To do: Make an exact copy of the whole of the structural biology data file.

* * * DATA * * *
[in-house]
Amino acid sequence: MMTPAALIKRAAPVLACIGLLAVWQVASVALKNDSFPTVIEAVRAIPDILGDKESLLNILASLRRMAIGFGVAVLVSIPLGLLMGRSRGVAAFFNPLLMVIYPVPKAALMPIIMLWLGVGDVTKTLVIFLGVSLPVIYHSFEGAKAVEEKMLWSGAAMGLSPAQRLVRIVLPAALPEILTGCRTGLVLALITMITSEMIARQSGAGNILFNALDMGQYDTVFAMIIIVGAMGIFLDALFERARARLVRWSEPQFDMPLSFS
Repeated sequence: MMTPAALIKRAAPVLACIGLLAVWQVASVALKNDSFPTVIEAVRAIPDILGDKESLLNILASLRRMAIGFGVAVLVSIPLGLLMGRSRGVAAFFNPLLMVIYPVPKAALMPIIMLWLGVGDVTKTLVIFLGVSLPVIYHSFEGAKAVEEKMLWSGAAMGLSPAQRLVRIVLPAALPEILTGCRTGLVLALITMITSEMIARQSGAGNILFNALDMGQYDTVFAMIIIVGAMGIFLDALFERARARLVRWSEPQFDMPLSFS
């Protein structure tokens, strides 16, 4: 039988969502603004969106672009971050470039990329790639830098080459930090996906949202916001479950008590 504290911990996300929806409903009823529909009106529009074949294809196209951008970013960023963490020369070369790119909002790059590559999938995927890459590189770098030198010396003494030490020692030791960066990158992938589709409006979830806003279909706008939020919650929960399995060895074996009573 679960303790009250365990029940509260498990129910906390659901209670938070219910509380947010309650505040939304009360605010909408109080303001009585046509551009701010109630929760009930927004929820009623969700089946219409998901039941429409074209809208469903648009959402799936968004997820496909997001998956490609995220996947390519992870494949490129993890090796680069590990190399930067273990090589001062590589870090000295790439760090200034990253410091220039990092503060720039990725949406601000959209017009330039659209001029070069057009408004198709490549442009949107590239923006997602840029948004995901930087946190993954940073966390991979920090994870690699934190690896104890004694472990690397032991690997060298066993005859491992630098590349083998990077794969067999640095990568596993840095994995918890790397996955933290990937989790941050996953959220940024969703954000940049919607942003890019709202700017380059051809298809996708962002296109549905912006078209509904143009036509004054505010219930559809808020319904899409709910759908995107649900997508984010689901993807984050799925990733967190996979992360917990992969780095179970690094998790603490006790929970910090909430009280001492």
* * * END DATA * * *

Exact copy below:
[in-house]
Amino acid sequence: MMTPAALIKRAAPVLACIGLLAVWQVASVALKNDSFPTVIEAVRAIPDILGDKESLLNILASLRRMAIGFGVAVLVSIPLGLLMGRSRGVAAFFNPLLMVIYPVPKAALMPIIMLWLGVGDVTKTLVIFLGVSLPVIYHSFEGAKAVEEKMLWSGAAMGLSPAQRLVRIVLPAALPEILTGCRTGLVLALITMITSEMIARQSGAGNILFNALDMGQYDTVFAMIIIVGAMGIFLDALFERARARLVRWSEPQFDMPLSFS
Repeated sequence: MMTPAALIKRAAPVLACIGLLAVWQVASVALKNDSFPTVIEAVRAIPDILGDKESLLNILASLRRMAIGFGVAVLVSIPLGLLMGRSRGVAAFFNPLLMVIYPVPKAALMPIIMLWLGVGDVTKTLVIFLGVSLPVIYHSFEGAKAVEEKMLWSGAAMGLSPAQRLVRIVLPAALPEILTGCRTGLVLALITMITSEMIARQSGAGNILFNALDMGQYDTVFAMIIIVGAMGIFLDALFERARARLVRWSEPQFDMPLSFS
């Protein structure tokens, strides 16, 4: 039988969502603004969106672009971050470039990329790639830098080459930090996906949202916001479950008590 504290911990996300929806409903009823529909009106529009074949294809196209951008970013960023963490020369070369790119909002790059590559999938995927890459590189770098030198010396003494030490020692030791960066990158992938589709409006979830806003279909706008939020919650929960399995060895074996009573 679960303790009250365990029940509260498990129910906390659901209670938070219910509380947010309650505040939304009360605010909408109080303001009585046509551009701010109630929760009930927004929820009623969700089946219409998901039941429409074209809208469903648009959402799936968004997820496909997001998956490609995220996947390519992870494949490129993890090796680069590990190399930067273990090589001062590589870090000295790439760090200034990253410091220039990092503060720039990725949406601000959209017009330039659209001029070069057009408004198709490549442009949107590239923006997602840029948004995901930087946190993954940073966390991979920090994870690699934190690896104890004694472990690397032991690997060298066993005859491992630098590349083998990077794969067999640095990568596993840095994995918890790397996955933290990937989790941050996953959220940024969703954000940049919607942003890019709202700017380059051809298809996708962002296109549905912006078209509904143009036509004054505010219930559809808020319904899409709910759908995107649900997508984010689901993807984050799925990733967190996979992360917990992969780095179970690094998790603490006790929970910090909430009280001492």